Board Blow-Up at Redbox Entertainment (RDBX)
Redbox Entertainment (RDBX) announced a major board shakeup. The company reduced the size of its board of directors from nine to five members as the legacy kiosk movie rental company restructures management in an effort to stabilize the business.
Redbox has been on a steady downhill slope since its deSPAC last October. The transaction originally valued the combined company at $693 million. Shares peaked at almost $16 before falling sharply, to ~$3 currently (~$114 million market cap). Although the company is trying to transition its revenue base to ad-supported streaming, the business is largely comprised of ~40,000 DVD and Blu-ray rental kiosks across the U.S. As we’ve seen among media giants like Disney (DIS), the transition to digital won’t be an easy one.
RDBX: It’s not easy being a legacy movie rental company
Among the departing board members include representatives from parent Apollo Capital and Seaport Global, the company’s SPAC sponsor.Remaining board members include Kimberly Kelleher, president commercial revenue & partnerships at AMC Networks, and Galen Smith, CEO of Redbox. Joining the board are independent directors Gregory W. Frenzel, Neal P. Goldman and Robert H. Warshauer.
The board changes follow on the heels of the company’s issuance of stock warrants to HPS Lenders to purchase more than 11.4 million shares of stock, representing almost 20% of shares outstanding.
Mill Road Capital Pushing for a Sale of Big Lots
Mill Road Capital thinks Big Lots should be taken private. Mill Road Capital is pushing retailer Big Lots (BIG) to pursue a sale. Mill Road, which owns a 5.1% stake (average cost ~$20.10), as of the latest 13F filing, has made 30 previous 13D filings and took Item 4 action in 14 of those situations. We “believe there is a significant disconnect between the company’s current market valuation and the price a well capitalized buyer could pay to take the company private in a formal sales process,” Mill Road wrote in a letter to BIG shareholders earlier this week. The firm thinks the retailer could be worth $55 to $70 per share in a potential sale. The low end of this target represents 49% upside to BIG’s current stock price (~$37 as of this writing).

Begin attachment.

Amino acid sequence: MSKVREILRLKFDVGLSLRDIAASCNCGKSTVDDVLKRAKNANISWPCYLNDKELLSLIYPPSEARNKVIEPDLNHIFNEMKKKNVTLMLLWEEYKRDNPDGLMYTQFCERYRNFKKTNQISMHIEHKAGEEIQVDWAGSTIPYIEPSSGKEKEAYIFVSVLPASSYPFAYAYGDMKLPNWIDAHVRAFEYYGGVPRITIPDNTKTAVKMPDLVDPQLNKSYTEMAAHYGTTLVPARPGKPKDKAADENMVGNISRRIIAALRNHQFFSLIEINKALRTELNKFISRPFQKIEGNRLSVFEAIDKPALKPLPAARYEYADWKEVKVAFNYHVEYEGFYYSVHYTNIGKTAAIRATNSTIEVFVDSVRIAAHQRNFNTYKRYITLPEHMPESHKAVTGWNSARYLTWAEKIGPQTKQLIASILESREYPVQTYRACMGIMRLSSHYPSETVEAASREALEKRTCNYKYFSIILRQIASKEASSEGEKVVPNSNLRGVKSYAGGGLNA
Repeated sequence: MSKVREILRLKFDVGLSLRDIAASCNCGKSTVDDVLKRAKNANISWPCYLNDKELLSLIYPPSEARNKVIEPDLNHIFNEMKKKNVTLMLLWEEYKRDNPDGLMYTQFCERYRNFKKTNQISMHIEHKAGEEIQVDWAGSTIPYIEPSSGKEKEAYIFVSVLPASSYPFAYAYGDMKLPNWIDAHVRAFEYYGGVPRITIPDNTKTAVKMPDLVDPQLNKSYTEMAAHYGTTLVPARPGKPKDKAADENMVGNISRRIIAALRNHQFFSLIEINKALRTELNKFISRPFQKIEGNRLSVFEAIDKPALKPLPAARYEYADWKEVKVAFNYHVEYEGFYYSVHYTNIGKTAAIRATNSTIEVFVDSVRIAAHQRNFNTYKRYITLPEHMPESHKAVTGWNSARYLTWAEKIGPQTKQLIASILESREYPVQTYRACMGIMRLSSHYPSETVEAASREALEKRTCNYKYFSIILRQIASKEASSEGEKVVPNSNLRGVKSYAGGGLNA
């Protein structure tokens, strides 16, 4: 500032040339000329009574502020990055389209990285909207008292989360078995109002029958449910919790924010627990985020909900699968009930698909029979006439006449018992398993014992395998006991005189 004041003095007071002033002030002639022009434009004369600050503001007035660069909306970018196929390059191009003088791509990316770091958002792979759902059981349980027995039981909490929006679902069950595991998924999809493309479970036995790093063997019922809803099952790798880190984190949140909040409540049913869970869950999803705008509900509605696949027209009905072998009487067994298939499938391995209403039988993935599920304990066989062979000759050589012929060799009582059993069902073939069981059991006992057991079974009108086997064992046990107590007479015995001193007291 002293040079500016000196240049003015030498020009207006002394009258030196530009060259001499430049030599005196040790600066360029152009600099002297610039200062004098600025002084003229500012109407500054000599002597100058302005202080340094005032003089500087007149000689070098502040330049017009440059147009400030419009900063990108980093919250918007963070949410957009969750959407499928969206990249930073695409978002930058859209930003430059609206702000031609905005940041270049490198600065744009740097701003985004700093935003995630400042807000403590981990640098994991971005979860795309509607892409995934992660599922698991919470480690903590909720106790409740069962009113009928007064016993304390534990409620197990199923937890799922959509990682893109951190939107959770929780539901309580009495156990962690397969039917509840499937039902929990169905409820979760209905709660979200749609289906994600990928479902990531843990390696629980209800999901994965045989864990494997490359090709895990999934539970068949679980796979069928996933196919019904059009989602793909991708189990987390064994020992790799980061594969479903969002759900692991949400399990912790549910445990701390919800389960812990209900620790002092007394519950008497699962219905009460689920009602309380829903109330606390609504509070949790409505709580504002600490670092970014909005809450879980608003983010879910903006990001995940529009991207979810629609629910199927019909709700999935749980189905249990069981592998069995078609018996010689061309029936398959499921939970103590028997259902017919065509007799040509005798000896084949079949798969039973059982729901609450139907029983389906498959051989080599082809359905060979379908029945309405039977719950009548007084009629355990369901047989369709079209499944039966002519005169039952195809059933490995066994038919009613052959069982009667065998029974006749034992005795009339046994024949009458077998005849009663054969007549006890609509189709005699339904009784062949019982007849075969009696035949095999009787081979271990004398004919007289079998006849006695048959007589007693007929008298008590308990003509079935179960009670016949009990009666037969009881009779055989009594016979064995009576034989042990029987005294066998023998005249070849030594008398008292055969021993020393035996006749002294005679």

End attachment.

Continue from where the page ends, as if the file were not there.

Failed takeout back in 2020. The Mill Road push comes after Apollo Global (APO) reportedly attempted to buy Big Lots in 2020. That deal fell apart due to a sale-leaseback deal between Big Lots and Oak Street Real Estate Capital. Many retail companies have leveraged sale-leaseback transactions as part of asset-light strategies designed to monetize their physical assets and increase liquidity– i.e. pay down debt, invest in growth initiatives and repurchase stock.
Like most retailers, Omicron variant and higher costs have hurt margins. Big Lots is a U.S. retailer with products across several merchandising categories– including furniture, seasonal, soft home, consumables and food. As of March 15, 2021, the company operated 1,410 stores in 47 states and an e-commerce platform. BIG shares have declined 22% year-to-date, versus 9% for the S&P 500 over the same period. The spread of the Omicron coronavirus variant has reduced customer traffic while increased transportation costs have negatively impacted margins. Q4 EPS of $1.75 was well below consensus of $1.89, although sales of $1.73B were essentially in-line (+7.8% QoQ, -0.3% YoY). Recent results reflect supply chain disruptions and increased freight and labor costs.
BIG: Fading consumer sentiment, inflation and higher costs have hurt the stock
Who’s side are you on, exactly? Mill Road urging the board to do a sale-leaseback. Mill Road, founded in 2004 by Thomas Lynch, is focused on investing in and partnering with publicly traded micro-cap companies in the U.S. and Canada. The firm wants BIG to pursue a sale-leaseback which would monetize the company’s real estate assets and bolster the stock price ahead of a potential sale. The firm says this will make “full use of the company’s existing debt facility” to generate low-cost financing that can be used to finance an acquisition of the company.
Track record of acquiring portfolio companies. Mill Road has a history of offering to acquire portfolio companies: Rubio’s Restaurants (2010), PRT Growing Services, Ltd (2012), RG Barry Corp (2014), Skullcandy (2016), and Mother’s Market & Kitchen (2016).
Shares trade at a significant discount to earnings growth. BIG is running at a 3-year EPSP CAGR of ~20%– ahead of peers Dollar General Corp. (DG), Costco (COST) and Walmart (WMT), which are growing EPS in the mid-to-high teens. BIG shares trade at ~7.5x 2023E EPS versus 22x, 40x and 23x for DG, WMT and COST respectively. By no means do we think BIG deserves a re-rating– there are too many potentially negative moving parts (e.g. continued margin pressure) to justify a buy recommendation. At Mill Road’s $55-$70 price target BIG would implicitly trade at a 2023E EPS multiple of 11x-15x. We think this is a stretch without demonstrable evidence of continued top-line growth. That said, we do think the worst is behind the company. For the full year, BIG targets comparable sales and gross margin to be essential flat, with operating expenses deleveraging modestly (no formal full -year guidance). The valuation doesn’t reflect any upside from the company’s operational improvements, new store growth, and improved balance sheet.
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